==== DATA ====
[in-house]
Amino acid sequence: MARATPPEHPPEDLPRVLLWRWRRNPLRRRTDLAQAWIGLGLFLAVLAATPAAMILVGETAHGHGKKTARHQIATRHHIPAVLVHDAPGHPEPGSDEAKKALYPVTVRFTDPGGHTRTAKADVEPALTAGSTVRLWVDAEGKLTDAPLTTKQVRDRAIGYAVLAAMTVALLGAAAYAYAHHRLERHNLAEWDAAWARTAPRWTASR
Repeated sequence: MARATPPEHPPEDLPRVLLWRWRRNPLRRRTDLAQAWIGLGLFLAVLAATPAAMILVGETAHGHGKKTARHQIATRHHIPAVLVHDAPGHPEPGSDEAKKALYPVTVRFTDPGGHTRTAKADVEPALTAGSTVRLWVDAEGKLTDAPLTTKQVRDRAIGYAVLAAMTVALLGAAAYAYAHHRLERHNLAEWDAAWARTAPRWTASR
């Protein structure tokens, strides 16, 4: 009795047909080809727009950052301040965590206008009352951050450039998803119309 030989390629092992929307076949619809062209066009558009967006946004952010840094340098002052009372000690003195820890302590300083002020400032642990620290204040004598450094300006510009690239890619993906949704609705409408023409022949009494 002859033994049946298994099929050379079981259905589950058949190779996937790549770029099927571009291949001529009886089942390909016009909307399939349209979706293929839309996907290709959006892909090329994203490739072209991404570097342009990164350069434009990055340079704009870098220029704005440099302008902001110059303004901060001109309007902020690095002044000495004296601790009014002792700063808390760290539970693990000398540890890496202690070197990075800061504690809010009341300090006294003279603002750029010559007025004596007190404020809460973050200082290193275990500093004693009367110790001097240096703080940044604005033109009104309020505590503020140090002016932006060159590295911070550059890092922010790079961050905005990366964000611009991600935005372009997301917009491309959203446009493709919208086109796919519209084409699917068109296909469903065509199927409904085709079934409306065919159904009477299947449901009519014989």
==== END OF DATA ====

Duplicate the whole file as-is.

[in-house]
Amino acid sequence: MARATPPEHPPEDLPRVLLWRWRRNPLRRRTDLAQAWIGLGLFLAVLAATPAAMILVGETAHGHGKKTARHQIATRHHIPAVLVHDAPGHPEPGSDEAKKALYPVTVRFTDPGGHTRTAKADVEPALTAGSTVRLWVDAEGKLTDAPLTTKQVRDRAIGYAVLAAMTVALLGAAAYAYAHHRLERHNLAEWDAAWARTAPRWTASR
Repeated sequence: MARATPPEHPPEDLPRVLLWRWRRNPLRRRTDLAQAWIGLGLFLAVLAATPAAMILVGETAHGHGKKTARHQIATRHHIPAVLVHDAPGHPEPGSDEAKKALYPVTVRFTDPGGHTRTAKADVEPALTAGSTVRLWVDAEGKLTDAPLTTKQVRDRAIGYAVLAAMTVALLGAAAYAYAHHRLERHNLAEWDAAWARTAPRWTASR
């Protein structure tokens, strides 16, 4: 009795047909080809727009950052301040965590206008009352951050450039998803119309 030989390629092992929307076949619809062209066009558009967006946004952010840094340098002052009372000690003195820890302590300083002020400032642990620290204040004598450094300006510009690239890619993906949704609705409408023409022949009494 002859033994049946298994099929050379079981259905589950058949190779996937790549770029099927571009291949001529009886089942390909016009909307399939349209979706293929839309996907290709959006892909090329994203490739072209991404570097342009990164350069434009990055340079704009870098220029704005440099302008902001110059303004901060001109309007902020690095002044000495004296601790009014002792700063808390760290539970693990000398540890890496202690070197990075800061504690809010009341300090006294003279603002750029010559007025004596007190404020809460973050200082290193275990500093004693009367110790001097240096703080940044604005033109009104309020505590503020140090002016932006060159590295911070550059890092922010790079961050905005990366964000611009991600935005372009997301917009491309959203446009493709919208086109796919519209084409699917068109296909469903065509199927409904085709079934409306065919159904009477299947449901009519014989």